Canadians love parks and protected areas and visit them often, especially this time of year. These natural areas protect our country's biological richness and offer Canadians and visitors alike places for respite, solitude in nature and the physical, mental, emotional and spiritual benefits of time spent outdoors. We owe it to all to ensure that our parks, including Rouge National Urban Park, are supported with strong laws and policies.
Five years ago, the world's tiger countries came together in the face of drastic tiger population decline to set an ambitious goal. With as few as 3,200 wild tigers remaining, a 97 per cent decline from historic populations, governments agreed to double the number of wild tigers by 2022 -- the next year of the tiger. Five years into this ambitious campaign, we have started to see some extremely promising results in Nepal, a country which is becoming known for its innovative work to protect charismatic species like the tiger, rhino and elephant.
WWF-Canada's new national freshwater threats assessment (FTA) found the St. John - St. Croix watershed to experience a "high" level of threats, a score that is in line with most of the other watersheds in the developed areas of the country.
Talking about sexual and reproductive health with students is always a little bit awkward, even in the best of situations! Having these discussions within a culture that often considers anything related to reproductive health to be taboo can be particularly challenging -- and incredibly important. In rural Tanzania, such topics are rarely discussed. The national curriculum includes the topics of menstruation and reproductive health, but these topics are frequently rushed through, or skipped altogether, by uncomfortable teachers in underfunded, overcrowded schools.
Reflecting back, given the seriousness of the crisis as it is now being described internationally, it is difficult to understand how Toronto's protests and climate talks were allowed to be so meaningless. These weaknesses, plus deplorable reporting by mainstream media, are responsible for millions of Canadians being poorly informed and not taking the threat of potentially disastrous climate change seriously.
There's no question that children are resilient, and are often able to laugh and play under seemingly impossible circumstances. But as we've learned at World Vision, they are also far more vulnerable to pain, abuse and terror than most of the adults around them.
India may have thrown off the yoke of colonialism over 60 years ago, but we continue our own oppression. It's easier to point the finger, or show the finger, when the 'other' is distinctly different in terms of geography, skin color, language, and culture. It's more difficult, and perhaps more shameful, to accept ourselves as the oppressor and the exploiter.
The majority of people refer to the act of somebody taking their own life as "committing suicide." We tend to most often use the word "commit" when it comes to the act of carrying out a crime. The act of suicide was once a crime but its now widely known that suicide is most often the result of mental illness.
We've gathered undercover footage of Lakshmi's entire ordeal. Gods in Shackles will expose the abhorrent torture that Lakshmi tolerates every single day. Her sad story along with that of four elephants featured in our film epitomizes the pain and suffering of more than 600 elephants of Kerala, whose welfare is being compromised for profit.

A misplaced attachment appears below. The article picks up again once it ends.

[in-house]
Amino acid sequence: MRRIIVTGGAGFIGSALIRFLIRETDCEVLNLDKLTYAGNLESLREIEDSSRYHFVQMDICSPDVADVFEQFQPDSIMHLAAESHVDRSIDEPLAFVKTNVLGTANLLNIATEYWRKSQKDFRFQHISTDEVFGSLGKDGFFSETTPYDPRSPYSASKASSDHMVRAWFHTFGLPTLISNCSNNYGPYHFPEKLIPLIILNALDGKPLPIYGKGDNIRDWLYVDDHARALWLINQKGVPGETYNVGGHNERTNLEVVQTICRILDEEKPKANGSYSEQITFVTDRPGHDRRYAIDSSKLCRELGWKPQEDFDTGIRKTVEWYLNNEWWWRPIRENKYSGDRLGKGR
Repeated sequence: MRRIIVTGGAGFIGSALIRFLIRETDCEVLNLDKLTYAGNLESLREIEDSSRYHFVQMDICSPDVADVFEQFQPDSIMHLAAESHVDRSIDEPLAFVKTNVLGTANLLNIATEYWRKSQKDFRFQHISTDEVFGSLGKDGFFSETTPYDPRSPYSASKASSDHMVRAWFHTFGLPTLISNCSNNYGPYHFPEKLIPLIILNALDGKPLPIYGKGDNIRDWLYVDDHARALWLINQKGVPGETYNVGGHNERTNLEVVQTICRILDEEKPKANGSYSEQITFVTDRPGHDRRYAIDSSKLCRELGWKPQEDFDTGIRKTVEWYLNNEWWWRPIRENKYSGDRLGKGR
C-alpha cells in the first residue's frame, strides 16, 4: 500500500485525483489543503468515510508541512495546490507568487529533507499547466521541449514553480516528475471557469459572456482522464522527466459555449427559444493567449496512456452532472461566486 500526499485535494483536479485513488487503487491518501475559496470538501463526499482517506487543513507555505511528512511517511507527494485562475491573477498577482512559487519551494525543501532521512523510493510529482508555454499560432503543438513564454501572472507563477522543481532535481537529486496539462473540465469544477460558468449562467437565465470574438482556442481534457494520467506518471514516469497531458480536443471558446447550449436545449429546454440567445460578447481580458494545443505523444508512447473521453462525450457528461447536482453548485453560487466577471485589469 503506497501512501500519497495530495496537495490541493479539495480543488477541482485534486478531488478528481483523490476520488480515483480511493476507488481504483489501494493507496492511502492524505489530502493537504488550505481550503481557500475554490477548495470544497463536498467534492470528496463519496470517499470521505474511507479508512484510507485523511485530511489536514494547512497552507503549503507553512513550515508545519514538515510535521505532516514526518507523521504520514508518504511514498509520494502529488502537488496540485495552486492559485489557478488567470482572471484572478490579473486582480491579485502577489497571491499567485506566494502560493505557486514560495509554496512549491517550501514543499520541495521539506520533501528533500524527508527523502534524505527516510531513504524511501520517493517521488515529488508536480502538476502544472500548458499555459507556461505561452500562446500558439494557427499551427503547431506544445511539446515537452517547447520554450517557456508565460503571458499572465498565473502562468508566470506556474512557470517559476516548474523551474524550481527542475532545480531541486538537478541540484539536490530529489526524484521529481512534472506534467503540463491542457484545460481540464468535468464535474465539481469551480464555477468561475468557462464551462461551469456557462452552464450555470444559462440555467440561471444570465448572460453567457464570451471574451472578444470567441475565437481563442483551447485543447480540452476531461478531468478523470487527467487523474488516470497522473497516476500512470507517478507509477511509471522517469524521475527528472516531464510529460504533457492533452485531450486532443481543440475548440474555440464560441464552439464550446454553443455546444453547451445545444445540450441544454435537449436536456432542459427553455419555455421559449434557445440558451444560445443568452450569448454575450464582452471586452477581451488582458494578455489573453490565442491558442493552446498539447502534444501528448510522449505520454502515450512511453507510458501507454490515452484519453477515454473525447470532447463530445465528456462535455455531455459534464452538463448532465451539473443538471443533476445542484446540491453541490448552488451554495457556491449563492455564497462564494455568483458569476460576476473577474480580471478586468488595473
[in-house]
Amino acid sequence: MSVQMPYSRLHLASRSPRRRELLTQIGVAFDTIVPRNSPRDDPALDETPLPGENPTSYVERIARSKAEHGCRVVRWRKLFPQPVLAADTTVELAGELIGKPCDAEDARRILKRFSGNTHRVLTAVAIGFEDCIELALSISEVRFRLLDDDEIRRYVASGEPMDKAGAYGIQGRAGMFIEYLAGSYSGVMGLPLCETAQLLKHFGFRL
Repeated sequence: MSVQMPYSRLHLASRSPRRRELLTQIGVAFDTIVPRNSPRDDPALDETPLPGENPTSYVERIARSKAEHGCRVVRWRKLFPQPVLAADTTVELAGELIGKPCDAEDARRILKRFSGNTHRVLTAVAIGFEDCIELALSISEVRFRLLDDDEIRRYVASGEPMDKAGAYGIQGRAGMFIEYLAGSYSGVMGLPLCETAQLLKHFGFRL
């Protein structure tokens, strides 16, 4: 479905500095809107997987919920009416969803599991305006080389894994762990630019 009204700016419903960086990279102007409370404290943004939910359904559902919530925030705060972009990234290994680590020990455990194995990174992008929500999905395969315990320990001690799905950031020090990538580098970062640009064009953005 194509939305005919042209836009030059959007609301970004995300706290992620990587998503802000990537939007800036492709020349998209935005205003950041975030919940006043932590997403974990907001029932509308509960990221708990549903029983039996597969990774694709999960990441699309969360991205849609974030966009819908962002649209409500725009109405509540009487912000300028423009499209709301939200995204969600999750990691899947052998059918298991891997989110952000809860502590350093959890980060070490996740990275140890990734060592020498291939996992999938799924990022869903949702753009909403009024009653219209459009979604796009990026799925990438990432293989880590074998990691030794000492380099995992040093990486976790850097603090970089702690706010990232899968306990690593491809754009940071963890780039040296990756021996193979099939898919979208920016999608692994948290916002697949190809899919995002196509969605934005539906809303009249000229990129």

Whenever I meet a Hummer, tension rises in my chest, unkind thoughts develop in my head and my hands tighten and tremble, as if they want to signal something. I've long wondered why that happens, and I think I've finally figured it out. It has something to do with a song, economics and the courteous way to walk your dog.
Home to 60 per cent of the world's lakes, we are a nation with water at its heart. But some thought leaders say Canadians are losing an awareness of, and passion for, our water resources. It's a connection we need to rekindle for our country to successfully tackle some serious threats to the treasure that is our water supply.
Treatment as prevention and it's related 90-90-90 target are the unequivocal, evidence-based path to ending the AIDS pandemic, the biggest health challenge of the last generation. As we close the 2015 IAS AIDS Conference in Vancouver, we call on the leaders of the world to join us to end the AIDS pandemic. The scientific evidence is all in, the UN 90-90-90 target is the only way forward. There is nowhere to hide. You are either with us or against us! We demand you deliver on the promise of an AIDS-free generation by fully embracing and funding the UN 90-90-90 target, domestically and internationally.
The people who have been relocated in Saskatchewan come from Northern communities with higher rates of poverty than the rest of the province. This is the predicted pattern of the repercussions from climate change, as remote communities with less infrastructure are more prone to its effects.
The Canada European Municipal Exchange Program was a fascinating mix of people from Estonia, Portugal, Spain and Germany and folks from Halifax, Ottawa, Edmonton and Saanich from Canada. They discussed green spaces, clean transportation and the evolution of energy efficient urban design.
It's not as if this particular pledge -- to support equal rights for trans people in federal and provincial legislation -- presents too onerous a moral stretch. At least it shouldn't if you're planning to walk in a parade celebrating lesbian, bisexual, gay and transgender people.
Mandatory body cameras sound like a terrific answer to holding police accountable for their actions, but the reality is that these cameras will not save Black lives, nor will they even give victims of state-sanctioned violence the justice they and their families deserve.